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LRC Coverage Of 2009 New York Half Marathon Pre-Race Media Day

by Robert Johnson

New York, NY - August 14, 2009 - On Friday, the New York Road Runners hosted a media luncheon in downtown in anticipation of Sunday's New York Half Marathon. LetsRun.com was there to get you ready for Sunday's race, which starts at 7 a.m. and will be streamed live on the NYRR site. The men's race features a ton of talent, including US Half Marathon record holder Ryan Hall, who will be running just his 2nd half marathon. The women's race features three of the all-time greatest female marathoners in history in sub-2:20 performers Paula Radcliffe, Catherine Ndereba and Deena Kastor.

We talked to all of them as well as defending men's champ Tadese Tola as well as Hendrick Ramaala. Highlights, pics and videos appear below.

Ryan Hall: Excited To Be In NYC And Excited To Be Racing
The great American hope, who has always seemed to thrive in the spotlight of the Big Apple (having won a US cross-country title here, as well as the 2008 Olympic marathon trials), was clearly excited to be back in New York and even more excited just to be racing again. "(I'm really excited to get to) practice competing. That's the biggest reason why I'm here. (As a marathoner) I miss racing and I want to try to race more," said Hall, who has only run two races all year.

"I just want to race more and practice being competitive. I like to do my hard training on my own to make sure I get the effort level right. But (because I normally train alone) sometimes I'm uncomfortable having people around me in races."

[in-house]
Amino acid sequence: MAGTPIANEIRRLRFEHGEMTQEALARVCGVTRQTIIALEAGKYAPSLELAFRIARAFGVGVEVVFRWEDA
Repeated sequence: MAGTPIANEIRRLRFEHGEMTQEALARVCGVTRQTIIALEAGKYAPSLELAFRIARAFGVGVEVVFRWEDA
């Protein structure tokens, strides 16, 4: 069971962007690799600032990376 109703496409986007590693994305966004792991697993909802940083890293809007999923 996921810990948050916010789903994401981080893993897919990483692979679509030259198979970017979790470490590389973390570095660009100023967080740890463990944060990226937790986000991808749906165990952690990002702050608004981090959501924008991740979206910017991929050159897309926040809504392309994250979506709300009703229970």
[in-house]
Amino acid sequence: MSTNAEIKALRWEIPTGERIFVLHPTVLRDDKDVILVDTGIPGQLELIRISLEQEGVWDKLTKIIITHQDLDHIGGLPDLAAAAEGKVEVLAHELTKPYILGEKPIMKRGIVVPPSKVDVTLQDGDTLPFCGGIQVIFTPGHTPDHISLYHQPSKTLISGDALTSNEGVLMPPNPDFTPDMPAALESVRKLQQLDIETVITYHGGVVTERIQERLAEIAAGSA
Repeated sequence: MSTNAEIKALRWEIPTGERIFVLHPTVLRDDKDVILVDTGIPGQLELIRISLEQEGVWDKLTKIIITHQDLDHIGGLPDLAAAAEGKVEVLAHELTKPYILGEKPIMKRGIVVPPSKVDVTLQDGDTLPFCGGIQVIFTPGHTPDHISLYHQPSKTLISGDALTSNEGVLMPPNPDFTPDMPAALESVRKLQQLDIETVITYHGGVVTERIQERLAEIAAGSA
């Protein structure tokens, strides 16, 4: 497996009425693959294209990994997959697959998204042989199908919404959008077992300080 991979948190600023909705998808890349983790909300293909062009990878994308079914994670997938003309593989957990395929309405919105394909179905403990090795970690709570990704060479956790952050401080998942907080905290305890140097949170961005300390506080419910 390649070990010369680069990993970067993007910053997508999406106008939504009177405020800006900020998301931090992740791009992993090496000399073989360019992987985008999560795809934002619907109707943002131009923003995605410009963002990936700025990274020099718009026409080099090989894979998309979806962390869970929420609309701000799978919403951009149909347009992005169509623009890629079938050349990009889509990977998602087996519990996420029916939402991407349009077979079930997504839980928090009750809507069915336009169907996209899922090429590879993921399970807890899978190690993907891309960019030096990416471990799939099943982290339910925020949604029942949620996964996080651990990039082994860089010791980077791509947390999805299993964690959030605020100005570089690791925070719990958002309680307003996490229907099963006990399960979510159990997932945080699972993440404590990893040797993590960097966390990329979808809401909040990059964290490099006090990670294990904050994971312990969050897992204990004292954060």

Hall said in the past it was probably a good idea for him not to race very often, because if a race didn't go really well, he didn't handle it very well. Now as a more experienced athlete, he's doesn't let subpar efforts get him down.

Ryan Hall Talks Prior To 2009 NYC Half Marathon

As to what to expected for Sunday's race, Hall said he doesn't know what to expect. "I don't have a great idea where I'm at. We'll sort things out when we're out there," said Hall.

Hall doesn't know exactly what to expect because he's changed his training up this summer. In the past, he's done a lot of 10-mile tempo runs in around 50 minutes at altitude, but this year, he's changed things up and run uphill for 50 minutes, going from 7,000 to 10,000 feet at a similar effort.

Even though Hall doesn't know where he is, as he hasn't done the same tempos as in the past, he is clearly pleased with the way his training has been going. "I'm excited with the way my training has been going," said Hall, who at a later point told another reporter his training had been going "really well." "But I'll move forward (towards the ING NYC Marathon) if I run 65 minutes or if I run 58 minutes."

Hard to believe that Hall has run only one half marathon race before and it came in the middle of some heavy training and that race went spectacularly, as that's when he ran the American record of 59:43. So Hall knows it's possible to run well in the middle of significant training, although he did admit that he did a "slight taper" for Sunday's race. But Hall understands that a positive or negative result doesn't necessarily mean anything. He cited the example of Marilson Gomes dos Santos, who ran a 59:33 half marathon in preparation for the 2007 New York Marathon, where he finished a disappointing 8th, but won in 2008 when his half marathon prep race was only a 63:11.